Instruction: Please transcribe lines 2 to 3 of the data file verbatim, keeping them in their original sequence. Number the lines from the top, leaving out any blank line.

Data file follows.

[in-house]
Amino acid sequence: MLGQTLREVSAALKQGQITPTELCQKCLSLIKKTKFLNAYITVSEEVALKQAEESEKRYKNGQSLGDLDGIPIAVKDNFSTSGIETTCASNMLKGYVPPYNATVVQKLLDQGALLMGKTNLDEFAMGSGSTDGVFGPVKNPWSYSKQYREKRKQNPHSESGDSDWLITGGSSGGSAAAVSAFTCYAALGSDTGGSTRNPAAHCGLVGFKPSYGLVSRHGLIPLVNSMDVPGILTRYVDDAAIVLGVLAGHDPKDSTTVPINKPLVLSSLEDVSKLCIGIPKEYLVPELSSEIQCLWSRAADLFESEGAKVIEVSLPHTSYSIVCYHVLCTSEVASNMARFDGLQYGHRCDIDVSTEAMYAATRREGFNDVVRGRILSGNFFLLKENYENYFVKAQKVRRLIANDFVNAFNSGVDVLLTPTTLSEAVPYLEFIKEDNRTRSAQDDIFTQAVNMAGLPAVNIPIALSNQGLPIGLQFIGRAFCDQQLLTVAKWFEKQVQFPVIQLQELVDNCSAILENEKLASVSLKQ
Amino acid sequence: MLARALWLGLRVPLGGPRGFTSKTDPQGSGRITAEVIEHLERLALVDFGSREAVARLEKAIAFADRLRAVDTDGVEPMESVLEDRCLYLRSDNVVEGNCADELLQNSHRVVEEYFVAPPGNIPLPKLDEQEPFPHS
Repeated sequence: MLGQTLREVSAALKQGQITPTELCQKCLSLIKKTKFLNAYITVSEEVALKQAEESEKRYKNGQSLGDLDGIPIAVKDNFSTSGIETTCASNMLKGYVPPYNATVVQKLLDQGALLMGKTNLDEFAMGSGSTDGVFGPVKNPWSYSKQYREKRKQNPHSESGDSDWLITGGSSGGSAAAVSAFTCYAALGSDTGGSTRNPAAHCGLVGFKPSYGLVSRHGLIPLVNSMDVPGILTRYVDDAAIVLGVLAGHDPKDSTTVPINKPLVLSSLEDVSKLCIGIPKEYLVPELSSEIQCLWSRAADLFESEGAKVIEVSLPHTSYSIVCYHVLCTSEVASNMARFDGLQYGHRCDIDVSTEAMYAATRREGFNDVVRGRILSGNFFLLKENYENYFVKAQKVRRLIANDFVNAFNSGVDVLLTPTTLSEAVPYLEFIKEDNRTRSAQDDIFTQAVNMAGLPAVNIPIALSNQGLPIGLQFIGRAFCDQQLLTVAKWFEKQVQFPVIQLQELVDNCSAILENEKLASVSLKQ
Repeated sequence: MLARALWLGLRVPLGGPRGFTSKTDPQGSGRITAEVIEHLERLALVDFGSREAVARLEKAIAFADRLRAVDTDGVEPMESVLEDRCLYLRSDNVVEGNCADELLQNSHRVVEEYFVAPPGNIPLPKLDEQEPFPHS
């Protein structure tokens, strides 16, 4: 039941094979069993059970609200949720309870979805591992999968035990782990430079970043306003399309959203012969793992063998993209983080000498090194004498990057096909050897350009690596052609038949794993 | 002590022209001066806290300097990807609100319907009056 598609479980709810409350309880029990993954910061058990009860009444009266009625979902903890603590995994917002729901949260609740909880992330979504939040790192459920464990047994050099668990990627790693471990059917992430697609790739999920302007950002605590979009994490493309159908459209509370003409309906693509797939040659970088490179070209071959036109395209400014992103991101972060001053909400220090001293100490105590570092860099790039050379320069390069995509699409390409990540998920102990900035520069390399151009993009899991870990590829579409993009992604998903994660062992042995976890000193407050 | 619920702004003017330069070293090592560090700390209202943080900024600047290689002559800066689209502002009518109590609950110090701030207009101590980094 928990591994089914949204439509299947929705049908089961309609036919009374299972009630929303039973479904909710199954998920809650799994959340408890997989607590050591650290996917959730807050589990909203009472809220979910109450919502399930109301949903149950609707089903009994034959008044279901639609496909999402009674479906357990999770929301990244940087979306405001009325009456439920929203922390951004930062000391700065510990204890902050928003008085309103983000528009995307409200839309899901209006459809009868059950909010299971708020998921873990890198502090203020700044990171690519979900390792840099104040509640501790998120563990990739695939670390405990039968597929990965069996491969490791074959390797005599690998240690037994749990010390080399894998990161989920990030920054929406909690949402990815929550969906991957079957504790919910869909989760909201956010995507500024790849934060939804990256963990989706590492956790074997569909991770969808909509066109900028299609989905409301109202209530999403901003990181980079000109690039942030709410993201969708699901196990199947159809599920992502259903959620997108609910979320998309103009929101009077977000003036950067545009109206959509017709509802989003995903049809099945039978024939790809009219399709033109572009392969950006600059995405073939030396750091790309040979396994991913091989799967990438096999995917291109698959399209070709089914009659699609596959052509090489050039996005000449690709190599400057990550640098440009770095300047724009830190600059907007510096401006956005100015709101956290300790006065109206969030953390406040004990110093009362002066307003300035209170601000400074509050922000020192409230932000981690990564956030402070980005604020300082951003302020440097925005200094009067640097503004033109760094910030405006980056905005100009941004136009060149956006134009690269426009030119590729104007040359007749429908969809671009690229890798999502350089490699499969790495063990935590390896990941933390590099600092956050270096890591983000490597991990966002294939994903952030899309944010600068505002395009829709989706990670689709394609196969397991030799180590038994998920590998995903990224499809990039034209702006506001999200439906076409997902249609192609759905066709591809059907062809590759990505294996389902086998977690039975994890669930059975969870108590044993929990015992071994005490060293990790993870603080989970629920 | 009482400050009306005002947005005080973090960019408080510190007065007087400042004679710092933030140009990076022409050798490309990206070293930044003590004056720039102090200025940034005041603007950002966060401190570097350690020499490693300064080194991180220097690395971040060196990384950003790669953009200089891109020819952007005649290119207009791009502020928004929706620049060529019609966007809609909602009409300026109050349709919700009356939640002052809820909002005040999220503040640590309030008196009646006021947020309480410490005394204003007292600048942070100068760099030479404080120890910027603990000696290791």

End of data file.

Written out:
Amino acid sequence: MLGQTLREVSAALKQGQITPTELCQKCLSLIKKTKFLNAYITVSEEVALKQAEESEKRYKNGQSLGDLDGIPIAVKDNFSTSGIETTCASNMLKGYVPPYNATVVQKLLDQGALLMGKTNLDEFAMGSGSTDGVFGPVKNPWSYSKQYREKRKQNPHSESGDSDWLITGGSSGGSAAAVSAFTCYAALGSDTGGSTRNPAAHCGLVGFKPSYGLVSRHGLIPLVNSMDVPGILTRYVDDAAIVLGVLAGHDPKDSTTVPINKPLVLSSLEDVSKLCIGIPKEYLVPELSSEIQCLWSRAADLFESEGAKVIEVSLPHTSYSIVCYHVLCTSEVASNMARFDGLQYGHRCDIDVSTEAMYAATRREGFNDVVRGRILSGNFFLLKENYENYFVKAQKVRRLIANDFVNAFNSGVDVLLTPTTLSEAVPYLEFIKEDNRTRSAQDDIFTQAVNMAGLPAVNIPIALSNQGLPIGLQFIGRAFCDQQLLTVAKWFEKQVQFPVIQLQELVDNCSAILENEKLASVSLKQ
Amino acid sequence: MLARALWLGLRVPLGGPRGFTSKTDPQGSGRITAEVIEHLERLALVDFGSREAVARLEKAIAFADRLRAVDTDGVEPMESVLEDRCLYLRSDNVVEGNCADELLQNSHRVVEEYFVAPPGNIPLPKLDEQEPFPHS